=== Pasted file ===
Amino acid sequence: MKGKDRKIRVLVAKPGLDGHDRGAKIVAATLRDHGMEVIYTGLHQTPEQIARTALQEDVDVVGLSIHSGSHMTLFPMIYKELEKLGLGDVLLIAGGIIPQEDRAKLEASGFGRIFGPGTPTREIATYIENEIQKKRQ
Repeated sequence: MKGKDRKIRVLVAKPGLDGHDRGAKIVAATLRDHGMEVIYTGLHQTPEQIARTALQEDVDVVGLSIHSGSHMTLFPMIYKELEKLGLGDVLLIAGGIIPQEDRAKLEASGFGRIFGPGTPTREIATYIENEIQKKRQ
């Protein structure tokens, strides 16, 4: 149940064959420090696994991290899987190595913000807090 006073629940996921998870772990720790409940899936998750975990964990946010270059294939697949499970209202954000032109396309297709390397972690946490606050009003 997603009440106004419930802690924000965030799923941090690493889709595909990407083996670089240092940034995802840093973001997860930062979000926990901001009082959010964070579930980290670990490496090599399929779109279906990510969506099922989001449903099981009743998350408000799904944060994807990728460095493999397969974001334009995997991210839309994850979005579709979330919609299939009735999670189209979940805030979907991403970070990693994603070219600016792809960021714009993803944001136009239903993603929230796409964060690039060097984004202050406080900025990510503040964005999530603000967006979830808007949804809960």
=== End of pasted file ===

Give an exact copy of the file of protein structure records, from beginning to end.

Amino acid sequence: MKGKDRKIRVLVAKPGLDGHDRGAKIVAATLRDHGMEVIYTGLHQTPEQIARTALQEDVDVVGLSIHSGSHMTLFPMIYKELEKLGLGDVLLIAGGIIPQEDRAKLEASGFGRIFGPGTPTREIATYIENEIQKKRQ
Repeated sequence: MKGKDRKIRVLVAKPGLDGHDRGAKIVAATLRDHGMEVIYTGLHQTPEQIARTALQEDVDVVGLSIHSGSHMTLFPMIYKELEKLGLGDVLLIAGGIIPQEDRAKLEASGFGRIFGPGTPTREIATYIENEIQKKRQ
């Protein structure tokens, strides 16, 4: 149940064959420090696994991290899987190595913000807090 006073629940996921998870772990720790409940899936998750975990964990946010270059294939697949499970209202954000032109396309297709390397972690946490606050009003 997603009440106004419930802690924000965030799923941090690493889709595909990407083996670089240092940034995802840093973001997860930062979000926990901001009082959010964070579930980290670990490496090599399929779109279906990510969506099922989001449903099981009743998350408000799904944060994807990728460095493999397969974001334009995997991210839309994850979005579709979330919609299939009735999670189209979940805030979907991403970070990693994603070219600016792809960021714009993803944001136009239903993603929230796409964060690039060097984004202050406080900025990510503040964005999530603000967006979830808007949804809960």